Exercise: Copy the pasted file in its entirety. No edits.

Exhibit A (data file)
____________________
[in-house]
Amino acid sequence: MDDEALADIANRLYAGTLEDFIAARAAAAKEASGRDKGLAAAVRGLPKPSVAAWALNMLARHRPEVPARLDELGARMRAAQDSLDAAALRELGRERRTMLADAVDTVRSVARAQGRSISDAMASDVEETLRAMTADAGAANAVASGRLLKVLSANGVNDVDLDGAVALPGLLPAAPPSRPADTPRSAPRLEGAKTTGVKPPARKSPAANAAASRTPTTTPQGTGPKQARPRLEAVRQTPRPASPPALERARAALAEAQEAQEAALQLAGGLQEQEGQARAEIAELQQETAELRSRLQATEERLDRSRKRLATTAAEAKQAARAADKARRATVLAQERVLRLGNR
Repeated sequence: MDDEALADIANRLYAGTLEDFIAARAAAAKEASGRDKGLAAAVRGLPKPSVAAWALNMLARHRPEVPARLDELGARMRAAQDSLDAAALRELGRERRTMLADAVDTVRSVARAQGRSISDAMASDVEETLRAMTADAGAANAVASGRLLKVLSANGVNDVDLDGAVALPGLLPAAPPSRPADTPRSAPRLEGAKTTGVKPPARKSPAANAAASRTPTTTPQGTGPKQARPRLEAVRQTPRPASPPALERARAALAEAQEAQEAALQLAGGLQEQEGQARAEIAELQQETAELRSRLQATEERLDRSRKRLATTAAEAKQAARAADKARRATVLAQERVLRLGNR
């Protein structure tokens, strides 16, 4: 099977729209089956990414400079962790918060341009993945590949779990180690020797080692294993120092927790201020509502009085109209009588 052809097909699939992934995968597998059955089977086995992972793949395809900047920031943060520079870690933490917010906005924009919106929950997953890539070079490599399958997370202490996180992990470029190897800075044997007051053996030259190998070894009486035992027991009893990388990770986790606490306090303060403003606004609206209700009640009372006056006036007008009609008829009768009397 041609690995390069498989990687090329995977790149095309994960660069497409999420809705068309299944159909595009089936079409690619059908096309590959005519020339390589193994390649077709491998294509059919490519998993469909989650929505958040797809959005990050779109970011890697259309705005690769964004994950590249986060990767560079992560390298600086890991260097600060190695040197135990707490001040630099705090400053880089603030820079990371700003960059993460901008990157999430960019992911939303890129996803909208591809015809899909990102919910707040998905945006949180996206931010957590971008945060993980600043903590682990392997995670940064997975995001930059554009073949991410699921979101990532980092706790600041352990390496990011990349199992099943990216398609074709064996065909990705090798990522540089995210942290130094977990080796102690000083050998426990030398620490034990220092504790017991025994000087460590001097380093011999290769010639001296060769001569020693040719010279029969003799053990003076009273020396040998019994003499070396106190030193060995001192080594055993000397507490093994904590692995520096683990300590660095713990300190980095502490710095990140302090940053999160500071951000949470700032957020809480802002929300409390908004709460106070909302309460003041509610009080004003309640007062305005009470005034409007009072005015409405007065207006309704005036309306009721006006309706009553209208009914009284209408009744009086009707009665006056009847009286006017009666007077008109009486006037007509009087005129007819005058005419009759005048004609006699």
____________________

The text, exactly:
[in-house]
Amino acid sequence: MDDEALADIANRLYAGTLEDFIAARAAAAKEASGRDKGLAAAVRGLPKPSVAAWALNMLARHRPEVPARLDELGARMRAAQDSLDAAALRELGRERRTMLADAVDTVRSVARAQGRSISDAMASDVEETLRAMTADAGAANAVASGRLLKVLSANGVNDVDLDGAVALPGLLPAAPPSRPADTPRSAPRLEGAKTTGVKPPARKSPAANAAASRTPTTTPQGTGPKQARPRLEAVRQTPRPASPPALERARAALAEAQEAQEAALQLAGGLQEQEGQARAEIAELQQETAELRSRLQATEERLDRSRKRLATTAAEAKQAARAADKARRATVLAQERVLRLGNR
Repeated sequence: MDDEALADIANRLYAGTLEDFIAARAAAAKEASGRDKGLAAAVRGLPKPSVAAWALNMLARHRPEVPARLDELGARMRAAQDSLDAAALRELGRERRTMLADAVDTVRSVARAQGRSISDAMASDVEETLRAMTADAGAANAVASGRLLKVLSANGVNDVDLDGAVALPGLLPAAPPSRPADTPRSAPRLEGAKTTGVKPPARKSPAANAAASRTPTTTPQGTGPKQARPRLEAVRQTPRPASPPALERARAALAEAQEAQEAALQLAGGLQEQEGQARAEIAELQQETAELRSRLQATEERLDRSRKRLATTAAEAKQAARAADKARRATVLAQERVLRLGNR
């Protein structure tokens, strides 16, 4: 099977729209089956990414400079962790918060341009993945590949779990180690020797080692294993120092927790201020509502009085109209009588 052809097909699939992934995968597998059955089977086995992972793949395809900047920031943060520079870690933490917010906005924009919106929950997953890539070079490599399958997370202490996180992990470029190897800075044997007051053996030259190998070894009486035992027991009893990388990770986790606490306090303060403003606004609206209700009640009372006056006036007008009609008829009768009397 041609690995390069498989990687090329995977790149095309994960660069497409999420809705068309299944159909595009089936079409690619059908096309590959005519020339390589193994390649077709491998294509059919490519998993469909989650929505958040797809959005990050779109970011890697259309705005690769964004994950590249986060990767560079992560390298600086890991260097600060190695040197135990707490001040630099705090400053880089603030820079990371700003960059993460901008990157999430960019992911939303890129996803909208591809015809899909990102919910707040998905945006949180996206931010957590971008945060993980600043903590682990392997995670940064997975995001930059554009073949991410699921979101990532980092706790600041352990390496990011990349199992099943990216398609074709064996065909990705090798990522540089995210942290130094977990080796102690000083050998426990030398620490034990220092504790017991025994000087460590001097380093011999290769010639001296060769001569020693040719010279029969003799053990003076009273020396040998019994003499070396106190030193060995001192080594055993000397507490093994904590692995520096683990300590660095713990300190980095502490710095990140302090940053999160500071951000949470700032957020809480802002929300409390908004709460106070909302309460003041509610009080004003309640007062305005009470005034409007009072005015409405007065207006309704005036309306009721006006309706009553209208009914009284209408009744009086009707009665006056009847009286006017009666007077008109009486006037007509009087005129007819005058005419009759005048004609006699």